The DIY craze has shacked up with the local food movement to produce some inspiring examples of entrepreneurialism: Mason jar magic made by suburban fruit salvagers powered by pedals; workshops on wild-crafting, axe-making, rooftop bees and city-living chickens; lecture series that focus on the how-to rather than just why, when and where; and more.
But we can’t just take pictures of these ingenious innovators for the glossies and call our work finished. We have so much creativity (and cabbage) fermenting at the intersection of craft, food, and agriculture–now we need to connect the dots.
Our spirit and gumption produce marketable ideas and we must distill the unique and visionary experiences into capacity-building structures to create long-term stability for our farmers, eaters, and land. Our pet projects and pop-ups can morph into replicable systems, operations, and communications strategies so our movement can evolve into a true revolution.
An economy is a system of production and consumption and distribution. The local and organic food movement has developed a solid set of best practices for production, as exemplified by our National Organic Program standards and older, more venerated third party certification programs. We have proven the power of consumption of our wares with sales of organic food reaching almost $25 billion in 2009. Now we need to focus on the system of distribution, which is not simply the means of transportation. For our revolution, distribution is the act of transporting our objectives, mission, and human capital.
The first building block of our new food economy is defining our roles and job descriptions, so we can divide and conquer, and share each others’ workloads. Carlo Petrini, founder of Slow Food, has identified that consumers must be “co-producers” in order for good, clean, and fair food to permeate our markets. In practice, I’d say that means our eaters must turn into farmers, our chefs into ranchers, our butchers into distributors–and we all must teach each other. We have the demand, we have the supply, now we need to get out the pencil and craft paper and rewrite the distribution, starting with our jobs.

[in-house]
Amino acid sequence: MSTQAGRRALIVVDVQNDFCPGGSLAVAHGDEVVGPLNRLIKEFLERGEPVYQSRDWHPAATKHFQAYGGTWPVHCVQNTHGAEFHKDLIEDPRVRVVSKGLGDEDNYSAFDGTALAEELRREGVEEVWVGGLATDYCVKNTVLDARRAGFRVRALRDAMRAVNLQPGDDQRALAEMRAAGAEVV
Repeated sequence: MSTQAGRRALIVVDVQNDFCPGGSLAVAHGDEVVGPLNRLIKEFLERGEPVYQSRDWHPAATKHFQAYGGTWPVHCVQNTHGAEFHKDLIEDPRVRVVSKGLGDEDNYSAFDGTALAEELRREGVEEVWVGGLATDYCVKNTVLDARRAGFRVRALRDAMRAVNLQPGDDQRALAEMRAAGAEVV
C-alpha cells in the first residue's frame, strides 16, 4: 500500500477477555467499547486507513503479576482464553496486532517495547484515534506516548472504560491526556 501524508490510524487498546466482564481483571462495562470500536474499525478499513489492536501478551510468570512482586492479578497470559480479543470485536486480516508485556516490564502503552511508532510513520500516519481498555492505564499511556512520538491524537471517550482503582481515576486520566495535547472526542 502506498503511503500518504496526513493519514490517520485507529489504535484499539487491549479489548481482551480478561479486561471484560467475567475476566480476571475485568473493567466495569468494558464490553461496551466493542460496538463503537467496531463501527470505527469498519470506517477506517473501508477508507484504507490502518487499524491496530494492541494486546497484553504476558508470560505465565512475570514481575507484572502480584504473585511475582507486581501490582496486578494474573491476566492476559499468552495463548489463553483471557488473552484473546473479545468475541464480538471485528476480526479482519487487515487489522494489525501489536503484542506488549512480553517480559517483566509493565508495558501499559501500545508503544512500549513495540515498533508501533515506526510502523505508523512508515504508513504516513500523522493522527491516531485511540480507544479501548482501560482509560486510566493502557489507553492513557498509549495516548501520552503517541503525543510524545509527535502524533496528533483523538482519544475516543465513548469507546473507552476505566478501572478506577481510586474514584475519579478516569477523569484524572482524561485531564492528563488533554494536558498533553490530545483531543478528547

Here are our jobs as defined in the old food economy:
The farmer farms
The butcher processes.
The distributor moves product and creates new markets.
The chef prepares and cooks.
The consumer eats.
Here they are in the new food economy:
The farmer farms, processes, prepares, and teaches distributors.
The butcher processes, creates new markets, and teaches consumers.
The distributor moves product, processes, farms, and teaches chefs.
The chef prepares and cooks, farms, creates new markets, and teaches butchers.
The consumer eats, moves product, processes, and teaches farmers.
And everyone eats.
Let’s bring back the guilds, the grange, the purveyor, the merchant, and the artisan, so we have both craft and community intrinsic to our livelihoods again. Let’s renovate these old world terms for new world applications. Let’s redefine the jobs together, and imbue teaching in each role. Our revised positions will become the foundation of a truly functional new food economy.
We ask the farmer to interpret herself not as someone who masters just tractors and turnips. She commandeers the art of business plans and projected budgets and Quickbooks and Excel so that she may always adequately predict revenue even when she can’t predict the weather. She learns to love social media, and understand how email, blog, use Facebook and Twitter to create buzz about her beets. She thinks of value added products as part of every good farmer’s portfolio and saves money to build a commercial kitchen even before purchasing a new BCS tractor. She combines forces with her neighbors and extends the CSA model geographically, sharing the weight of production and administration across microclimates (see Two Small Farms in California).
She believes in collaborative risk-sharing ventures through farmer-owned cooperatives (see Organic Valley in Wisconsin). She knows that wholesale markets reach different constituencies than high dollar direct retail markets do and that it is a farmer’s job to actively build those diverse audiences for the health of the movement. She advocates for federal dollars to teach her these business skills on tax-payer dime, like an insurance policy for the national food supply. She cannot rest on heirloom tomato laurels and simply farm, she needs to farm and teach and calculate and market and sell and fight simultaneously.